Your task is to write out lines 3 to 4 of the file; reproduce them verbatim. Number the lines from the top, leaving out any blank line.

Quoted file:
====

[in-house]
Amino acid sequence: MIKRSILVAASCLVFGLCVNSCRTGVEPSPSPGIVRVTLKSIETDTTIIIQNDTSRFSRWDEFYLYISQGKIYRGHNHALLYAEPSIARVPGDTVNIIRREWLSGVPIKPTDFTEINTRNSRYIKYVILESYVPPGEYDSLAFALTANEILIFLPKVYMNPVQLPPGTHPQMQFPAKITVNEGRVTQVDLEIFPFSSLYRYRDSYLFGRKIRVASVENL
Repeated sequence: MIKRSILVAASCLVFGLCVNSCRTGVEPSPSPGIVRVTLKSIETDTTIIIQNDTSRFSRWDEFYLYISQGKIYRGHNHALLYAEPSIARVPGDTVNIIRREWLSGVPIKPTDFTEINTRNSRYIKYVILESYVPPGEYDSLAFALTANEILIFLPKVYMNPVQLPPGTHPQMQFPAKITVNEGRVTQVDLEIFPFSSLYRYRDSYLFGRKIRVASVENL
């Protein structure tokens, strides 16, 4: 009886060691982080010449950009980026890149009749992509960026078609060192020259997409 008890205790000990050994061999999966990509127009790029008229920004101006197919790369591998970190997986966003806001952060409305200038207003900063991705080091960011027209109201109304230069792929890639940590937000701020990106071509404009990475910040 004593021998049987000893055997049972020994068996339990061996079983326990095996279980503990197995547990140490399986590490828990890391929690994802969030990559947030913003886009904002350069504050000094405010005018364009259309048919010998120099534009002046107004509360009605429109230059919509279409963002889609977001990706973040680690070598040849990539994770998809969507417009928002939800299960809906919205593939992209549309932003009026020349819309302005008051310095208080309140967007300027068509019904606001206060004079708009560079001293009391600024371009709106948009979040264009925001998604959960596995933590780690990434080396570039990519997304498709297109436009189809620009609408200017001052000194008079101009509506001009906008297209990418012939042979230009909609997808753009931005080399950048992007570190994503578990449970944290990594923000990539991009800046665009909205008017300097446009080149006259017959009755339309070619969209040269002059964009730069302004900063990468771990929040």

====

Repeated sequence: MIKRSILVAASCLVFGLCVNSCRTGVEPSPSPGIVRVTLKSIETDTTIIIQNDTSRFSRWDEFYLYISQGKIYRGHNHALLYAEPSIARVPGDTVNIIRREWLSGVPIKPTDFTEINTRNSRYIKYVILESYVPPGEYDSLAFALTANEILIFLPKVYMNPVQLPPGTHPQMQFPAKITVNEGRVTQVDLEIFPFSSLYRYRDSYLFGRKIRVASVENL
């Protein structure tokens, strides 16, 4: 009886060691982080010449950009980026890149009749992509960026078609060192020259997409 008890205790000990050994061999999966990509127009790029008229920004101006197919790369591998970190997986966003806001952060409305200038207003900063991705080091960011027209109201109304230069792929890639940590937000701020990106071509404009990475910040 004593021998049987000893055997049972020994068996339990061996079983326990095996279980503990197995547990140490399986590490828990890391929690994802969030990559947030913003886009904002350069504050000094405010005018364009259309048919010998120099534009002046107004509360009605429109230059919509279409963002889609977001990706973040680690070598040849990539994770998809969507417009928002939800299960809906919205593939992209549309932003009026020349819309302005008051310095208080309140967007300027068509019904606001206060004079708009560079001293009391600024371009709106948009979040264009925001998604959960596995933590780690990434080396570039990519997304498709297109436009189809620009609408200017001052000194008079101009509506001009906008297209990418012939042979230009909609997808753009931005080399950048992007570190994503578990449970944290990594923000990539991009800046665009909205008017300097446009080149006259017959009755339309070619969209040269002059964009730069302004900063990468771990929040």